One month into his first season with San Jose, on November 10, Roenick scored his 500th goal, coming against his former team, the Phoenix Coyotes – an unassisted mark from center ice that bounced off the end boards, then hitting the side of the net. Goaltender Alex Auld attempted to clear the puck out of the crease from the side of the goal mouth, but accidentally bumped the puck off the heel of his goalie stick into the net. Roenick became the third American-born player to reach the 500-goal plateau, joining Mike Modano and Joe Mullen. On January 10, 2008, Roenick scored his 503rd goal, against the Vancouver Canucks, passing Joe Mullen for second in all-time scoring by American-born players. As the Sharks entered the 2008 playoffs against the Calgary Flames, Roenick displayed an inspired Game 7 performance, scoring two goals and two assists to eliminate Calgary. However, after advancing to the second round to face Mike Modano and the Dallas Stars in the second round, the Sharks were eliminated in six games. Roenick also finished the season with ten game-winning goals.
On June 25, 2008, Roenick re-signed with the Sharks to a one-year, $1.1 million contract, doubling his previous year's salary.
He played for the Chicago Blackhawks, Phoenix Coyotes, Philadelphia Flyers, Los Angeles Kings and San Jose Sharks over the course of his 18 NHL season career and represented Team USA in numerous international tournaments. On November 10, 2007, he became the third American-born player (Joe Mullen and Mike Modano were the first two) to score 500 goals.
After his low-scoring campaign in Phoenix, there was speculation Roenick would retire. Indeed, on July 4, 2007, The Philadelphia Inquirer reported Roenick sent them a text message announcing his retirement from the NHL. However, later that month, Roenick's agent, Neil Abbott, released a statement indicating the "text message retirement" announcement by the Philadelphia newspaper had been premature, and that Roenick would be making a decision on his future within the next month.
On September 4, 2007, it was confirmed Roenick had signed a one-year, $500,000 contract with the San Jose Sharks to fill the role of checking line center. Roenick credited Sharks' general manager Doug Wilson, his former roommate when they played together in Chicago, with giving him another chance at hockey.
On April 11, 2007, Roenick made his debut as a Stanley Cup playoffs hockey analyst on TSN, a cable sports broadcast network in Canada. In 2007, Roenick also co-hosted two episodes of The Best Damn Sports Show...Period which aired on Fox Sports Net, it is unclear if this role would have become a permanent role had Roenick not signed with the San Jose Sharks.
Instead, Roenick signed a one-year, $1.2 million contract, on July 4, 2006, that brought him back to the Phoenix Coyotes. In Phoenix for his second tenure, he scored 28 points in 70 games, a relatively low scoring season for him. His second stint in Phoenix was not without its share of off-ice issues as well. On December 12, 2006, Roenick left General Motors Place in Vancouver after finding out he had been scratched from the game's line-up against the Vancouver Canucks. Roenick went on record saying he left the arena to go to a restaurant for what he called "a nice dinner". At the heart of the problem was that Roenick felt that he was healthy enough to play in the game following a back injury, while Coyotes head coach Wayne Gretzky felt he needed more time to recover. Roenick's antics led to him being benched again in the Coyotes' next game. The next time Roenick was scratched, he was more accepting of Gretzky's decision, stating a different mindset following the news that his daughter, Brandi, had been diagnosed with the kidney ailment IgA nephropathy.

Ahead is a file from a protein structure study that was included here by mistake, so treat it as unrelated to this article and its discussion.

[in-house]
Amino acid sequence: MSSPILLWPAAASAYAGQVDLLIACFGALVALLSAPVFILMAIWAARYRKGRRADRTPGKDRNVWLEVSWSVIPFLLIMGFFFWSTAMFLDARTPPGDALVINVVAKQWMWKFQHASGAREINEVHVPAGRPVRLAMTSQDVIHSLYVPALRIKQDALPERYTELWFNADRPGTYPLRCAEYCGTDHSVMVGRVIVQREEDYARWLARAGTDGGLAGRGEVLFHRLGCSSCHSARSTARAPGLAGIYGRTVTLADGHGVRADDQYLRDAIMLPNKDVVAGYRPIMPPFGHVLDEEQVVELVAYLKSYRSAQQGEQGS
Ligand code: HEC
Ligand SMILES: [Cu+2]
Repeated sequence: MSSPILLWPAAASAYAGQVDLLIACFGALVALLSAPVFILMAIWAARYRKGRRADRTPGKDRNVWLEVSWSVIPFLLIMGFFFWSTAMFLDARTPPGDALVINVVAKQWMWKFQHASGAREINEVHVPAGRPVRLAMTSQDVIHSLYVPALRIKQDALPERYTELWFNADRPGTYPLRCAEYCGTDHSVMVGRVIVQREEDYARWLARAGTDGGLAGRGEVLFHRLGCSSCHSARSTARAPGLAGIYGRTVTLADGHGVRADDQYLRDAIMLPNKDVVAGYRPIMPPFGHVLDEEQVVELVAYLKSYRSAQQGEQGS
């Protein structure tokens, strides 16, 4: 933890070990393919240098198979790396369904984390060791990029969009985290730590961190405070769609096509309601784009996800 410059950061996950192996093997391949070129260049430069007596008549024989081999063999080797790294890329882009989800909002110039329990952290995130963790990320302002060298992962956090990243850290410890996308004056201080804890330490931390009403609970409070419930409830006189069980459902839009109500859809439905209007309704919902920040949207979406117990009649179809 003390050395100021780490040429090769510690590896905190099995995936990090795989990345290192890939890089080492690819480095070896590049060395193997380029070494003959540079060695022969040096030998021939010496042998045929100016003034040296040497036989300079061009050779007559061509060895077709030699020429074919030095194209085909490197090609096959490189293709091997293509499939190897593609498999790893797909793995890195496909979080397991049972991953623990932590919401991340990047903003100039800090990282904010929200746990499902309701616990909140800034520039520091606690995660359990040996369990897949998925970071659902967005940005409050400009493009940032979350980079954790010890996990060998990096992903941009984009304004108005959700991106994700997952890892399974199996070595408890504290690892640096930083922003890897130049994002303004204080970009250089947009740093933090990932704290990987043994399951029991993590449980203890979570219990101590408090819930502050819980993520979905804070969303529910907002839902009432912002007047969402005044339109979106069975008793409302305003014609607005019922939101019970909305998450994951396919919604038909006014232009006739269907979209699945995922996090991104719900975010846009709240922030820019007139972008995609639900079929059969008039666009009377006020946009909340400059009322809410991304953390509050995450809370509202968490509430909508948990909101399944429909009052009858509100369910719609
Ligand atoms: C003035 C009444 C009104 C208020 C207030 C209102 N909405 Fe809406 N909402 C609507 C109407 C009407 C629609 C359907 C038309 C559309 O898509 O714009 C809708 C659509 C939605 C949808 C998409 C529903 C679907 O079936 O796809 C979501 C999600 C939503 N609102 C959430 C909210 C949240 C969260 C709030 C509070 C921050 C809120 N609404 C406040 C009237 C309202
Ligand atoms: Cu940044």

Roenick's penchant for stirring controversy also saw him claiming in 2006 that USA Hockey has "blackballed" him, and was being disrespectful by not including him on the American national team at the 2006 Winter Olympics in Turin. He claimed, "I'm a lot better player than my points indicate"; he had 6 goals and 7 assists in 32 games when he made that comment.
On February 8, 2006, The Star Ledger reported Roenick had been identified as one of several NHL players implicated in Operation Slapshot – an operation created with the intent to uncover a nationwide gambling ring. Other notable names involved in this investigation are former Phoenix Coyotes assistant coach and former Tampa Bay Lightning head coach Rick Tocchet, and the wife of Wayne Gretzky, Janet Jones. Roenick was required to provide an affidavit to the New Jersey authorities for allegedly placing bets. It was the second time Roenick had been investigated for his gambling. In 2004, Roenick came under investigation after paying a Florida sports-gambling operation between $50,000 and $100,000 for betting tips and services. However, at the time, the NHL did not prohibit players from betting on sports, other than hockey, and Roenick stated he stopped gambling after a warning from Philadelphia Flyers general manager Bobby Clarke.
Following the NHL Lockout, the Flyers surprised everyone by signing Peter Forsberg on August 3, 2005. In order to clear salary cap space for Forsberg's contract, Roenick was traded the next day to the Los Angeles Kings.
Roenick's 2005–06 season with the Kings was greatly disappointing, both for Roenick and for the team. He managed just 22 points in 58 games, his lowest total since he scored 18 points in 20 games in his rookie season. It was a trying season for Roenick, who missed time due to a broken finger suffered while blocking a shot during a penalty kill, played games late in the season after suffering a chip fracture in his right ankle and, the concussion suffered from the slapshot had changed Roenick's game making him a tentative player. Roenick was displeased with his performances stating in an almost apologetic way: "I went to LA to finish off the last year of my contract and had a year off playing [lockout] and it was a really difficult year for me, it was hard mentally. A lot of people don't realize that for six months I had a lot of problems with the concussions and battling the jaw injury…"